Biodiversity/ Nature in Cork

Abstracts from Nature in the City, A Guide to Biodiversity in Cork City

VIEW the document here: Nature in the City

Did You Know?


·         Biodiversity is short for biological diversity. Biodiversity is the variety of living things on earth, from the smallest insect insect to the largest mammal and tree

·         Biodiversity is the basis of all life on earth, including human existence; it is our life support system. Ecosystems regulate climatic processes, breakdown waste, recycle nutrients, filter and purify water, buffer against flooding, maintain soil fertility, purify air and provide natural resources such as wood, textiles and of course food.

·         All agriculture and marine and freshwater resources depend fundamentally on biodiversity.


Cork Biodiversity:

·         Cork supports a wide range of plants and animals. Some are common species, some rare, some legally protected and some are seen as pests. The green spaces of the city provide havens for species more usually found in rural situations whilst the structures of the city, the walls and buildings, provide homes to specialist species, which specialise in living in cities.

·         Cities do however offer habitats to some plant species that are rare or absent in rural areas in the form of hard surfaces such as walls, and specialist species of this habitat find a home in the city.

View Kieran’s A Summer Stroll at the Lee Fields, Cork:

Some Species:

·         Six of Ireland’s ten species of bat occur in Cork City. Brown long-eared bats are also associated with trees and are found in more extensive ‘green’ areas such as cemeteries parks and large gardens.

·         Otters are quite common along the river lee through the city and people have been lucky enough to see them swimming in the river. The shoreline from Blackrock around Mahon to the Douglas Estuary also provides excellent otter habitat

·         Hedgehogs are present in larger gardens and parks, and can be quite common in suburban areas preferring places with both undergrowth in which to shelter and open areas rich in earthworms, slugs, snails, beetles and other invertebrates on which to feed.

·         In a typical year more than 100 species of bird will be seen in Cork City. Of these approximately 40 breed regularly in the city. The remainder are mainly passage migrants seen in spring and autumn including the thousands of waders that can be seen on the outskirts of the city at the Douglas Estuary and Lough Mahon.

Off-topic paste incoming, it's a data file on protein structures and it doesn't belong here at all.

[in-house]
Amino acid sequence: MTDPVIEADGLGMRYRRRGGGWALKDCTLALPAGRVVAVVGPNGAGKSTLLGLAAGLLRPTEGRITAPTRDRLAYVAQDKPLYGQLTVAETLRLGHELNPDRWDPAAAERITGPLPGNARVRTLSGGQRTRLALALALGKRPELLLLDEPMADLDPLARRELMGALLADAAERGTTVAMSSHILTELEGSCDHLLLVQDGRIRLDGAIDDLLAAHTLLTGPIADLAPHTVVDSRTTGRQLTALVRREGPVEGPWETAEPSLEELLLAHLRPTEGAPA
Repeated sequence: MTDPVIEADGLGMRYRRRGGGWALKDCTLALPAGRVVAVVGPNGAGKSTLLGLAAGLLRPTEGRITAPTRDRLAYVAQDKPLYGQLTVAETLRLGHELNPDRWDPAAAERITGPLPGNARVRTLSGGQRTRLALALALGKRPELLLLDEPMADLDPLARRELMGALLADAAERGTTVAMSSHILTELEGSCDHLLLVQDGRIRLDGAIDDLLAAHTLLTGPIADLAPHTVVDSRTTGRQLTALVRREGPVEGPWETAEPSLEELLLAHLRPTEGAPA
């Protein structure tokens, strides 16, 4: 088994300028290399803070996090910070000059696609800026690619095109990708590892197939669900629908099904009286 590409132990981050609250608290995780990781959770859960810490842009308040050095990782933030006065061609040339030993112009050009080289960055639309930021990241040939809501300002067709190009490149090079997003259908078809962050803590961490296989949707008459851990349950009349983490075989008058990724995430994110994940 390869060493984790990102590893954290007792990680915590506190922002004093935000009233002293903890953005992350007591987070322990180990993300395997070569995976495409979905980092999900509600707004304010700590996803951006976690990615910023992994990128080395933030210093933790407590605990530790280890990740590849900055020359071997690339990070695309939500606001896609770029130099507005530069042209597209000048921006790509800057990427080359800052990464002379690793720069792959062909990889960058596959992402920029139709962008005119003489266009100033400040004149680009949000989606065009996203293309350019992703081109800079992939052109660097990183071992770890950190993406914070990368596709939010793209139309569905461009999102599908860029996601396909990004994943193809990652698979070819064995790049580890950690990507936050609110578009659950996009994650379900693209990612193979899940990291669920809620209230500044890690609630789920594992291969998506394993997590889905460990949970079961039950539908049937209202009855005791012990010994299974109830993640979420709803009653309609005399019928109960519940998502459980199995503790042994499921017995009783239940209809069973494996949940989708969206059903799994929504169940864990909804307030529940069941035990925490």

·         Of the most spectacular birds that nests in Cork City is the Peregrine. This large and magnificent falcon has used a few sites in the city to nest and can be seen regularly in the skies above the city.

·         A number of fish species can be found in the River Lee within Cork City. Atlantic salmon, a species protected under the EU Habitats Directive, pass through, adults heading upstream to spawn, juveniles heading downstream to the open sea.

View Kieran’s Spring Aspirations, Japanese Gardens, Ballinlough, Cork:


Some Important Biodiversity Sites:

·         Fragments of marshland persist at the city’s margins, for example along the Lee Road to the west of the city and at Douglas Estuary, where coastal habitats are also found.

·         The Lough is an oval spring-fed limestone lake of six hectares lying in a shallow depression. Until the 1930s, the island consisted of unstable swampy land dominated by great reedmace. Commonly but inaccurately known as “bulrush”. The lough supports important winter populations of ducks, particularly shoeveler.

·         The Atlantic Pond is a breeding site for grey herons and these magnificent birds can be viewed easily from the Marina Road where it passes the pond. The Pond is also home to other waterbirds and mallard, Little Grebe and Little Egret. In the winter Tufted Duck, Pochard and many species of gull can also be seen.

·         Fitzgerald’s Park includes alot of mature coniferous trees, which are favoured by Coal Tits and Goldcrests, Moorhens and Mallards can be seen on the small ornamental pond and the park’s beautifully maintained flower beds play host to bees, hover flies, butterflies and other insects.

READ more here: Natural Heritage & Biodiversity – Cork City Council